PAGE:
Davis Cup Qualifier 2019: Grass court makes tie tougher for us, says Italy captain Corrado Barazzutti

  • The higher-ranked Italians should be favourites to win the tie but India opting to play on grass has opened up the contest.

  • With seven rubbers, doubles specialist Rohan Bopanna has the maximum experience of playing on grass.

Kolkata: Italy's Davis Cup captain Corrado Barazzutti on Wednesday acknowledged that playing on the "unfamiliar" grass court will be their biggest challenge in the Qualifier against hosts India.

The higher-ranked Italians should be favourites to win the tie but India opting to play on grass has opened up the contest.

 Davis Cup Qualifier 2019: Grass court makes tie tougher for us, says Italy captain Corrado Barazzutti

Representational image. Reuters

"That is the court and we have nothing to complain," Barazzutti, who was a member of their only Davis Cup winning team of 1976, said.

"India decided to play here as they think grass is more difficult for us. The Italian team has not played a lot on grass but it is okay. We know we have to play very well. We play this match with a lot of respect for these players."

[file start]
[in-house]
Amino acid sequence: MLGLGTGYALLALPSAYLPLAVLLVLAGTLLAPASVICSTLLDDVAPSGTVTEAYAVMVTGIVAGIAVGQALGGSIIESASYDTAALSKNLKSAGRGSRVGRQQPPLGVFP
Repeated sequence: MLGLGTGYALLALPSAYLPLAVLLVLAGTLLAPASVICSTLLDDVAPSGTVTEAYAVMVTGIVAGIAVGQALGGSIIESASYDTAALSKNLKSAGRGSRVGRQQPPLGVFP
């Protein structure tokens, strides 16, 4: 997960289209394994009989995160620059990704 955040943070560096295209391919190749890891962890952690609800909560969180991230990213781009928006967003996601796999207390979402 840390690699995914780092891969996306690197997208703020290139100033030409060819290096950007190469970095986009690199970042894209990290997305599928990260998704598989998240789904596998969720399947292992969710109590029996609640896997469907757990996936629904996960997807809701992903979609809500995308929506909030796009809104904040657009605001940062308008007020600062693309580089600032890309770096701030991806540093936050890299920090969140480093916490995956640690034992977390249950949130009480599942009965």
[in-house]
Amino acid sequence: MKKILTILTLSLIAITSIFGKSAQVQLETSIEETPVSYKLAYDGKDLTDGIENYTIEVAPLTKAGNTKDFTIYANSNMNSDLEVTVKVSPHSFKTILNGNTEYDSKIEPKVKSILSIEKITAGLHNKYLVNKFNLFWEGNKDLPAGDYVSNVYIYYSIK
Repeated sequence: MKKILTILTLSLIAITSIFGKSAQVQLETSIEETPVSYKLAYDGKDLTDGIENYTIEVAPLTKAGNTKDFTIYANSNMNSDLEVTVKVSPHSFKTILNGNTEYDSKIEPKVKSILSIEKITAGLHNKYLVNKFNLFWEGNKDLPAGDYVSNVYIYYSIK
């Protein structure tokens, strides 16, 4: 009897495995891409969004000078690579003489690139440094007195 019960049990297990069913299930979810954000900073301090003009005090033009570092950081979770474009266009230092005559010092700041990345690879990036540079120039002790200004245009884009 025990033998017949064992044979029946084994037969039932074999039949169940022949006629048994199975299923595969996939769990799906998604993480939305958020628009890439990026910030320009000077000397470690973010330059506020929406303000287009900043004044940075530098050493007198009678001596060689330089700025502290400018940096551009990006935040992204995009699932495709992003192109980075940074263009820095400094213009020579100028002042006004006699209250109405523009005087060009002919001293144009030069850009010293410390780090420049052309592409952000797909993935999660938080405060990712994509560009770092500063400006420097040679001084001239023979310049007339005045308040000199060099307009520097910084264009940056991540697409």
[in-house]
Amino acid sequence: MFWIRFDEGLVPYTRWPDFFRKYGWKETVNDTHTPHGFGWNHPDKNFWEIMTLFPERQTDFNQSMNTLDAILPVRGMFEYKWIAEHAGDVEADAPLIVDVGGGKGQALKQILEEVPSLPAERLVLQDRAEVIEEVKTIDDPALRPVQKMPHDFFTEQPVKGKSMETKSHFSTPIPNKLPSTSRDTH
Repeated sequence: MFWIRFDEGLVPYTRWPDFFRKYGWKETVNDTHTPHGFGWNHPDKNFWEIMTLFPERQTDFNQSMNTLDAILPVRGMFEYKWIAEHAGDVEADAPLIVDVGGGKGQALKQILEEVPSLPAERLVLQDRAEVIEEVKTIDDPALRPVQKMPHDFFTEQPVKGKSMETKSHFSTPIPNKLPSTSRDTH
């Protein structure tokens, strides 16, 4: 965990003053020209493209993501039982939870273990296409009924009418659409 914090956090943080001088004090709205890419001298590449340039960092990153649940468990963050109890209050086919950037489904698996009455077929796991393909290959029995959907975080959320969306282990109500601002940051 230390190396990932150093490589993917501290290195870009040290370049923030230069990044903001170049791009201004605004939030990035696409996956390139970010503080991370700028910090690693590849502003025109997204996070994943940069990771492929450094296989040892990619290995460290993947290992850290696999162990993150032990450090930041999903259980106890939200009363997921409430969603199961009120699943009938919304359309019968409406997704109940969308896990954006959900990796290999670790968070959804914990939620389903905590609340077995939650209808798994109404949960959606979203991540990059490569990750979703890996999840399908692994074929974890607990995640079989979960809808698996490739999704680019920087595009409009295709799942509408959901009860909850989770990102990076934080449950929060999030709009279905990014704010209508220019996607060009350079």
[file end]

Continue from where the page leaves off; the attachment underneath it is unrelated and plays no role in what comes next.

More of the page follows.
No one in the Italy squad has played a Davis Cup tie on grass and same is the case with India's top-ranked player Prajnesh Gunneswaran and Divij Sharan, who is set to partner Rohan Bopanna in the doubles.

Prajnesh, however, had played current World No 25 Denis Shapovalov on grass at the Stuttgart Open last year.

Ramkumar Ramanathan, India's second-highest ranked player, has played on grass once and so has Saketh Myneni.

With seven rubbers, doubles specialist Rohan Bopanna has the maximum experience of playing on grass.

"For India, it is the first time after many years they would play (Davis Cup) on grass. Grass is not too much on the tour, we dont't play too much," said the Italy captain.

Barazzutti looked satisfied with the centre court as it was faster than the practice courts.

"Grass usually has bad bounce. There's a difference between practice court and centre court. Centre court is much faster.

"Weather conditions are also just perfect. It's much better than Australia, at least. It's 44 (degrees) there. In Italy, it's very cold. So, nothing to complain," he said, referring to the recently concluded Australian Open in Melbourne.

Updated Date: Jan 30, 2019 20:07:19 IST